The Fiat 500 is nearing the point when it is due to be face-lifted, so it is no surprise to see a steady increase in the number of well-specified limited editions intended to tempt people to buy a current model rather than wait for the new one.
The 500S’s enhancements are largely visual, coming with a Sports kit that includes sports seats, a top rear spoiler, new side skirts, and a chrome exhaust. It also offers 15-inch alloy wheels, tinted windows and chrome door handles.
You can spec the 500S with the 95bhp 1.3-litre diesel engine, or one of two petrol engines – the 69bhp 1.2 or the 84bhp 0.9 Twinair, which is the one tested here.
What is the 2014 Fiat 500S like to drive?
With all the 500S’s enhancements concentrating on the visual elements, the special edition is little different to the standard car on the road. This means that, with the Twinair, you get an engine that is energetic and happy to rev, that feels nippy at lower speeds rather than blisteringly quick.
This nippiness means that the Fiat 500’s most natural environment is around town. The downside of the Twinair’s rev-happy nature is that it's very noisy, and there is a fair amount of vibration that kicks through the cabin as well.
At higher speeds the ride gets bouncy and unsettled, even on the comparatively small 15-inch alloy wheels that come as standard on the 500S. It tends to wallow around corners somewhat as well.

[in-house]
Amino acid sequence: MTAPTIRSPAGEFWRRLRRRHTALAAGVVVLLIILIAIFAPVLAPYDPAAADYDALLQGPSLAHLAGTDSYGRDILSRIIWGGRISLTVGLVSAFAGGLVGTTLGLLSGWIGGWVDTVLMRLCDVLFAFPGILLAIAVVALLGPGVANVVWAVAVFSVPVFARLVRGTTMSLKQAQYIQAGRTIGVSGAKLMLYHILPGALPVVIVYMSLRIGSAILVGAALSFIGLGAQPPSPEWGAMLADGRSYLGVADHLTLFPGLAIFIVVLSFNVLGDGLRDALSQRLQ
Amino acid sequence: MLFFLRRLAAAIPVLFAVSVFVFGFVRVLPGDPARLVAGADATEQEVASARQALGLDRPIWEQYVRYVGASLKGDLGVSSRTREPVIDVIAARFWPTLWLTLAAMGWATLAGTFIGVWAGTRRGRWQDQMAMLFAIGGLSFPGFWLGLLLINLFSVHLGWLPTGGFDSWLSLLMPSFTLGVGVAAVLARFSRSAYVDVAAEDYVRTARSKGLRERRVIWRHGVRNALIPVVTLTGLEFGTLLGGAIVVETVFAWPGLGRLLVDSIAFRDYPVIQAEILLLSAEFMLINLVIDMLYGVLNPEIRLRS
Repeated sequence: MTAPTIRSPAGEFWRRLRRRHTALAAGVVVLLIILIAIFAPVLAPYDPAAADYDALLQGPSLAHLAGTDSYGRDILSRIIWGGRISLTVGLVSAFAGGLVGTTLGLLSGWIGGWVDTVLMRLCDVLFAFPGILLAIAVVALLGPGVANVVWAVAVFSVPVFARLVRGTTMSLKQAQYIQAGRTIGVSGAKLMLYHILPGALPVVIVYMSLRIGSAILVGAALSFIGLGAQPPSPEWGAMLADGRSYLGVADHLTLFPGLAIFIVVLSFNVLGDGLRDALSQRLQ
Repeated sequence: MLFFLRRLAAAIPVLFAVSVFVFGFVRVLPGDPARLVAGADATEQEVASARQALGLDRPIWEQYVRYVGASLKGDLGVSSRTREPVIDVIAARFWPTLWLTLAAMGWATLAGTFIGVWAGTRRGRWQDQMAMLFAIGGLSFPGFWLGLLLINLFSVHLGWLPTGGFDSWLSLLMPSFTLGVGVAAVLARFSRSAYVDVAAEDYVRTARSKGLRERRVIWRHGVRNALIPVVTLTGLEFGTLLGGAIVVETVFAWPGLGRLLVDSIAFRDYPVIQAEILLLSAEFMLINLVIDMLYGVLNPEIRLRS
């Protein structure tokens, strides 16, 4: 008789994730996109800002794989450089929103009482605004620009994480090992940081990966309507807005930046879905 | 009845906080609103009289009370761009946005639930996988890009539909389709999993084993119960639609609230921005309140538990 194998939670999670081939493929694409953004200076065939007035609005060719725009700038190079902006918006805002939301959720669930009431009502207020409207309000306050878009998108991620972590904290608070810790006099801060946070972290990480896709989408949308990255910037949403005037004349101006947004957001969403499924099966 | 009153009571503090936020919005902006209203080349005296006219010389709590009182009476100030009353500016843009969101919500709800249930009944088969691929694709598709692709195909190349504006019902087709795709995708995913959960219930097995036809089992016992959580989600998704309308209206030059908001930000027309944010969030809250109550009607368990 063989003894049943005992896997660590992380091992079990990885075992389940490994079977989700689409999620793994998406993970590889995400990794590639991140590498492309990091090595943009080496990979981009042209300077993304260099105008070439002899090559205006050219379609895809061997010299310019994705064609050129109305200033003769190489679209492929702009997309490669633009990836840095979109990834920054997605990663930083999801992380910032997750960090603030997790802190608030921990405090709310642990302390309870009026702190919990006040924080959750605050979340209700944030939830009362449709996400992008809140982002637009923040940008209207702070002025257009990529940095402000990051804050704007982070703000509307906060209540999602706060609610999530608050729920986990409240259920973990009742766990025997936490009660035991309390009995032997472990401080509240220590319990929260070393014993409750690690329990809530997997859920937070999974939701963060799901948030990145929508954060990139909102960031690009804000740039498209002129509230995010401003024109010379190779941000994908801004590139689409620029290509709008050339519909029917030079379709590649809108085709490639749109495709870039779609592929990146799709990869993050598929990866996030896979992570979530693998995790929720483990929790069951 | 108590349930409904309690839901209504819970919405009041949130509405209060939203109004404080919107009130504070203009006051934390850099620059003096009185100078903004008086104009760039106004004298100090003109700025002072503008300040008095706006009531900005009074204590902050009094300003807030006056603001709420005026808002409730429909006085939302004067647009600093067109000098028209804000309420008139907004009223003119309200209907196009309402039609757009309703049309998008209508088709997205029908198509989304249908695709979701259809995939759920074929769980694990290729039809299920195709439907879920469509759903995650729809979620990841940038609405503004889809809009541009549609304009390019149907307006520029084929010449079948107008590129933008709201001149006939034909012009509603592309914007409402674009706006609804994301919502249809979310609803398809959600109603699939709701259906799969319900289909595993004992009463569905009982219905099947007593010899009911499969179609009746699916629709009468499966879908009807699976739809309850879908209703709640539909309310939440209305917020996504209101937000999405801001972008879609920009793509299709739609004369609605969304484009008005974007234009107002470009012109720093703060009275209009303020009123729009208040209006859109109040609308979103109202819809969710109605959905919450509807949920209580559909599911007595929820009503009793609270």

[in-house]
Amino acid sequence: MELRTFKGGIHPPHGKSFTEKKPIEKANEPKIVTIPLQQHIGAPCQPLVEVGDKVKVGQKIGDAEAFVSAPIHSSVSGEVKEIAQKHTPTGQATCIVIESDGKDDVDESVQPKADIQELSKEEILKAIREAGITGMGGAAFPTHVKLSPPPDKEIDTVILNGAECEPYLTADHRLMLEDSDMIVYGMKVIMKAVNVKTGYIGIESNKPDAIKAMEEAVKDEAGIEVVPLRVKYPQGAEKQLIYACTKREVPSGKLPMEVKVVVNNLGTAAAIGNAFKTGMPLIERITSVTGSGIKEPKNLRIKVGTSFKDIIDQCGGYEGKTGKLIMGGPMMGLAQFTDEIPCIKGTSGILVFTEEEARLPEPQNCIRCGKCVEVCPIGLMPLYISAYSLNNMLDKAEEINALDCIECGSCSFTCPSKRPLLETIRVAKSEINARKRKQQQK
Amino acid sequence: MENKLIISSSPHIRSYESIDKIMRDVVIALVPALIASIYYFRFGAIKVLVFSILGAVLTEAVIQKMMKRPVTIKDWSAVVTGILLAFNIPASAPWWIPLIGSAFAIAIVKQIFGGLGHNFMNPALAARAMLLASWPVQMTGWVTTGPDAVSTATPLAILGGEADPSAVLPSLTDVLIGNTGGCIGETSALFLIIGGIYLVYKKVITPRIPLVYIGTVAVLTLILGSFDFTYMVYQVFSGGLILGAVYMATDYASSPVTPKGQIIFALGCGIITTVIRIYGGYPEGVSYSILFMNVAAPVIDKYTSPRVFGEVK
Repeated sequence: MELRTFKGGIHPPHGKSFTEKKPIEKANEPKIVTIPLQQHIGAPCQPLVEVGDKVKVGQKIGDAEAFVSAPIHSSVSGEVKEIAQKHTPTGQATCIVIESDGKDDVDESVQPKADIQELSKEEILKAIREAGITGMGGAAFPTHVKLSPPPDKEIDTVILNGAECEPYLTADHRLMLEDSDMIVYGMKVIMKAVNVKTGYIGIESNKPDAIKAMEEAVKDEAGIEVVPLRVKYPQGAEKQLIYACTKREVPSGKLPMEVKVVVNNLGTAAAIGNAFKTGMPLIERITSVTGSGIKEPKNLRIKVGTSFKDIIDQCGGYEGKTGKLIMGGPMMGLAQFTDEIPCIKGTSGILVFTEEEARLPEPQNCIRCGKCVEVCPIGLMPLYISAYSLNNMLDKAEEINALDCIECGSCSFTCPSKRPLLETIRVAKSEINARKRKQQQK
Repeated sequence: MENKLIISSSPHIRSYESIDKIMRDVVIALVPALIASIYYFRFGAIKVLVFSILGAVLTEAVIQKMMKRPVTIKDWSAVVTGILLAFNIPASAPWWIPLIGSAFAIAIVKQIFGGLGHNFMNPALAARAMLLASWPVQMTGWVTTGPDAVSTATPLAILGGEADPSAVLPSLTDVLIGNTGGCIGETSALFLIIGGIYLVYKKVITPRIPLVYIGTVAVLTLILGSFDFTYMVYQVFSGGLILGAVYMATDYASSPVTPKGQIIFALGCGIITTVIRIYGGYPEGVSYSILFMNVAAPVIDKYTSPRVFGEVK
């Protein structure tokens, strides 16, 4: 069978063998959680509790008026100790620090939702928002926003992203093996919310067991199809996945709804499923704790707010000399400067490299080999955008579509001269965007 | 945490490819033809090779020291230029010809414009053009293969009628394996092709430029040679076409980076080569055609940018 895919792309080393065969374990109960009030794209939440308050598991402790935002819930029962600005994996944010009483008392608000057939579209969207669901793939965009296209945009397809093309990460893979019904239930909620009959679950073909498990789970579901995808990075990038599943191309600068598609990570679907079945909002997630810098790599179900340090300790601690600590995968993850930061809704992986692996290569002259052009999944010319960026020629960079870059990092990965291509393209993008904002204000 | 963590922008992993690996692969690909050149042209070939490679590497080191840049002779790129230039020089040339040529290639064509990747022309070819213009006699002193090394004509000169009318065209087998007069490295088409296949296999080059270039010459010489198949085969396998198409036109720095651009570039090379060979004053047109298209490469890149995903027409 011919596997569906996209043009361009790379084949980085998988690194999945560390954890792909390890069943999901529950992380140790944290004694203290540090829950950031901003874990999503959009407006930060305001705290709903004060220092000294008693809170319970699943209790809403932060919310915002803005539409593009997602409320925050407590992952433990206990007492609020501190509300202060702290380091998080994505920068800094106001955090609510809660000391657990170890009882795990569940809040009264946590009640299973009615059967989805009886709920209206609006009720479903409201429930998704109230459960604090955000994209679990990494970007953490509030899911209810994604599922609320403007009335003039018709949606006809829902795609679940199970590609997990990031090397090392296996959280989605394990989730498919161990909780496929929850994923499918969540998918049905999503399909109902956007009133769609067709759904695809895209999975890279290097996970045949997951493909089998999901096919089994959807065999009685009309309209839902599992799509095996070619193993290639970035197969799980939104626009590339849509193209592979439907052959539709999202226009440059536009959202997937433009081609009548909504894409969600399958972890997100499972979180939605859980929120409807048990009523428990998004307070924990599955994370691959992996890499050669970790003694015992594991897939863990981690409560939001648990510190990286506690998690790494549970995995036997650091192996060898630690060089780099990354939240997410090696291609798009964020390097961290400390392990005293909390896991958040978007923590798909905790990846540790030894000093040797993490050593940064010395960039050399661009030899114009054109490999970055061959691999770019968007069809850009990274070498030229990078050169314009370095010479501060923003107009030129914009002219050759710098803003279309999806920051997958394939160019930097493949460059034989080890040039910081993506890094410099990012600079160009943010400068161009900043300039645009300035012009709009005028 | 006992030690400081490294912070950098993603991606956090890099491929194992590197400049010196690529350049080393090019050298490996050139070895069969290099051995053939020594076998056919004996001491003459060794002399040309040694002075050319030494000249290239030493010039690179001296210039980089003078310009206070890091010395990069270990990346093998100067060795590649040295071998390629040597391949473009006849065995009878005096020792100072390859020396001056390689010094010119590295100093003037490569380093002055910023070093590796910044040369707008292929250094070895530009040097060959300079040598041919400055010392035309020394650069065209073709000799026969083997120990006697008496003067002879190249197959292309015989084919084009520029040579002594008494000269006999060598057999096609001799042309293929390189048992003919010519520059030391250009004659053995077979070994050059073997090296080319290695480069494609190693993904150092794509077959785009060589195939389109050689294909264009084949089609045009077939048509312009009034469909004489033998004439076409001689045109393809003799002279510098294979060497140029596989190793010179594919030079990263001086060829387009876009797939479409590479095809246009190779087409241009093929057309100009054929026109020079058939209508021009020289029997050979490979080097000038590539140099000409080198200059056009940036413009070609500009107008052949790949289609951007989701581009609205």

What is the Fiat 500S like inside?
As well as the visual enhancements on the outside, the 500S gets several sporty upgrades inside. A red 500S logo and red stitching on the sports seats are the most notable ones, while a chunky sports steering wheel continues the theme.
Like the rest of the additions on the 500S, the sports seats are more for looks than any improved performance. While they look smart, and are comfortable, they don't hug you at the sides enough when you're going around corners.
You sit high in the 500, which gives you a good view of the road ahead, and the car's compact dimensions help with this. As the 500 is so small, the boot space on offer is disappointing compared with rivals, and the sloping boot line means it is an impractical shape that is suitable only for small items.
The 500S does come with split folding seats as standard, though, which helps boost practicality, but there is a large step in the floor when the seats are down.
Should I buy one?
With prices starting at £11,410 for the 500S, and this Twinair model coming in at £12,960, this is one way to get your 500 looking a bit sportier without raiding the options list. However, equally well- equipped, and in some cases better specified, rivals like the Hyundai i10 and Volkswagen Up are available for less.
Another downside is that the add-ons also boost the car's insurance rating, from an already high 10 to 12 in the case of the Twinair.
Although the CO2 emissions are impressively low at 92g/km, and qualify for a free tax disc as a result, buyers should also be aware that achieving the Twinair's claimed fuel economy of 70.6mpg is not realistic in everyday driving.
If the 500's looks appeal, then this is a cost-effective way to get a version that is a bit more stylish, but there are more competent and better-equipped models available for less.
What Car? says...